The Blog

Tony Hayward and Those CEO Myths

We need to draw broader lessons from the Tony Hayward saga. The myth of CEO omnipotence and its twin misconception, the myth of rare executive talent, cost us dear and must be challenged vigorously and urgently.
This post was published on the now-closed HuffPost Contributor platform. Contributors control their own work and posted freely to our site. If you need to flag this entry as abusive, send us an email.

The exiting BP Chief Executive Tony Hayward has become rich as a time-serving employee, working his way up a huge corporation over three decades, profiting from the brand and infrastructure of a company that was created three years before he was born. Then he was made a scapegoat for an oil spill from one of the company's several thousand wells, a well he had probably never visited and maybe never knew existed.

Such is the life of a chief executive of a large corporation. The eulogies and vilifications are flip sides of the same coin, and are founded on the misconception that the chief executive of a longstanding global company with tens of thousands of employees, hundreds of senior managers and an army of expensive external consultants, has anywhere near the dramatic impact we are led to believe.

The myth of CEO (chief executive) omnipotence and its twin misconception, the myth of rare executive talent, cost us dear and must be challenged vigorously and urgently. It is, after all, the population at large which owns large public companies through pensions, savings and other investments, and therefore has to pay for the exorbitant salaries that are a direct consequence of these myths.

However, these expensive myths will continue to be stoutly defended by a number of vested interests, such as remuneration consultants, headhunters and the institutional shareholders who invest in public companies on our behalf, and whose senior executives also owe their wealth to the exact same fallacies.

The principal beneficiaries of the status quo are of course the CEOs themselves, together with those corporate hopefuls who aspire to be CEOs in the future. These myths secure life-transforming and life-long wealth for them if and when they get to the top. After all, in a market where the supply of a given entity is deemed to be scarce and precious, its price (in this case, its salary) inevitably rises.

Moreover, as these CEOs are in such a powerful negotiating position before they assume responsibilities, they can guarantee through contractual obligations that their sky-high compensation, in the form of golden handshakes and pension entitlements, will continue even if their term in office is deemed a failure.

Thus, the heavily criticised Hayward picks up around $1.6 million on his way out, with a promised pension pot reportedly in excess of $16 million, ensuring an annual retirement windfall of around $1 million that will keep him in the lap of luxury for many years. Many years, no doubt, in which several future BP chief executives will become seriously wealthy by managing to beat thousands of equally qualified candidates to find themselves at the top of a massive company, only to then wield insignificant impact on its performance.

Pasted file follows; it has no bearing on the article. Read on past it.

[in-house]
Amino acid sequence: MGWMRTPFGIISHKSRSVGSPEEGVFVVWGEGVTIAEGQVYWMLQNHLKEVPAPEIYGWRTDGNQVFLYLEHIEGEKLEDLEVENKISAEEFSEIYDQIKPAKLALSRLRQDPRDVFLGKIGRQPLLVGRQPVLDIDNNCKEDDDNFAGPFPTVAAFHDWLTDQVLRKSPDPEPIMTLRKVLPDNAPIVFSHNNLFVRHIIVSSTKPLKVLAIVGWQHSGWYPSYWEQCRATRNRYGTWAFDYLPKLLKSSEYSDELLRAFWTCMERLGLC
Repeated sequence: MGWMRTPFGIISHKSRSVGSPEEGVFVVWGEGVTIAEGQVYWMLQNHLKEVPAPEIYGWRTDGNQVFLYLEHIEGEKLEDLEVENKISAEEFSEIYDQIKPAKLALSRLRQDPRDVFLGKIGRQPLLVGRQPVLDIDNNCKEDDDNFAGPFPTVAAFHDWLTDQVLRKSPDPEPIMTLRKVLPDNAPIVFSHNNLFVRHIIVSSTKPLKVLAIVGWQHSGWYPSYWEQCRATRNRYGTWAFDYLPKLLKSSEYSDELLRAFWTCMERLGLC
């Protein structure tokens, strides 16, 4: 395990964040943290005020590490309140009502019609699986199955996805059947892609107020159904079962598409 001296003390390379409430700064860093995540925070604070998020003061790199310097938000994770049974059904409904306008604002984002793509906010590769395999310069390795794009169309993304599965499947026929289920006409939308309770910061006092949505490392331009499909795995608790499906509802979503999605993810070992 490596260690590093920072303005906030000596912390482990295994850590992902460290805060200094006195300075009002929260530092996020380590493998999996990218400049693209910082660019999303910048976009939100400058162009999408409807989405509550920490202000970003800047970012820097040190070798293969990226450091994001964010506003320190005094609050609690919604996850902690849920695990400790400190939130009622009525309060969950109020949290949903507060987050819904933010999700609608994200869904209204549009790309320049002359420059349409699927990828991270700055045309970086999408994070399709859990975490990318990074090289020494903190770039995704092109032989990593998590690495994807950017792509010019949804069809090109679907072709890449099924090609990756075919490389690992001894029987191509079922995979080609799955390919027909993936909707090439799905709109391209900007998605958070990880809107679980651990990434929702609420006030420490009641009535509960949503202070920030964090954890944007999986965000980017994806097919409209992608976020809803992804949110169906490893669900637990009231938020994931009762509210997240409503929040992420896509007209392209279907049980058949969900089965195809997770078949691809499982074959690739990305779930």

Hayward had two full years as chief executive of BP -- 2008 and 2009. In those two years, he received around $11 million in salary, cash bonus and share awards. The board defended both annual payouts on the basis that Hayward had boosted "operational performance", despite the company performing worse than its competitors in terms of total shareholder return in 2008, and reporting a 45 percent profit fall in 2009.

Besides, in an industry where investments traditionally take a long time to bear fruit, it is hard to accept that Hayward himself could be held personally responsible for any alleged improvements. Under his leadership, the company adopted cost-cutting measures throughout the organisation, similar to those overseen by countless chief executives, past and present. No rare talent necessary there, just bog-standard corporate administration.

After the spill, he made several notorious gaffes, such as saying he wanted "his life back" after eleven people had lost theirs due to the initial accident, and thousands more lost their livelihoods as a consequence. One of the key attributes of any leader of a large organisation must be diplomacy, to say the right thing as the figurehead. Tact is a trait possessed by numerous people, for example by seasoned foreign diplomats and PR consultants earning a relative pittance. So why have all those millions come out of our pockets and been given to Tony Hayward?

We need to draw broader lessons from the Tony Hayward saga. It's not just the money that is being unjustly taken from the population as a result of the myths surrounding executives. What signal does it send to society when corporate leaders become hugely wealthy without themselves taking on any personal risk or creating anything new? What damage does that message do to innovation and entrepreneurship? Why not forget about setting up that business, and just try to become another corporate leader, exploiting and suffering from external events, and becoming rich, no matter what?

David Bolchover's latest book is Pay Check: Are Top Earners Really Worth It?

Before You Go

Popular in the Community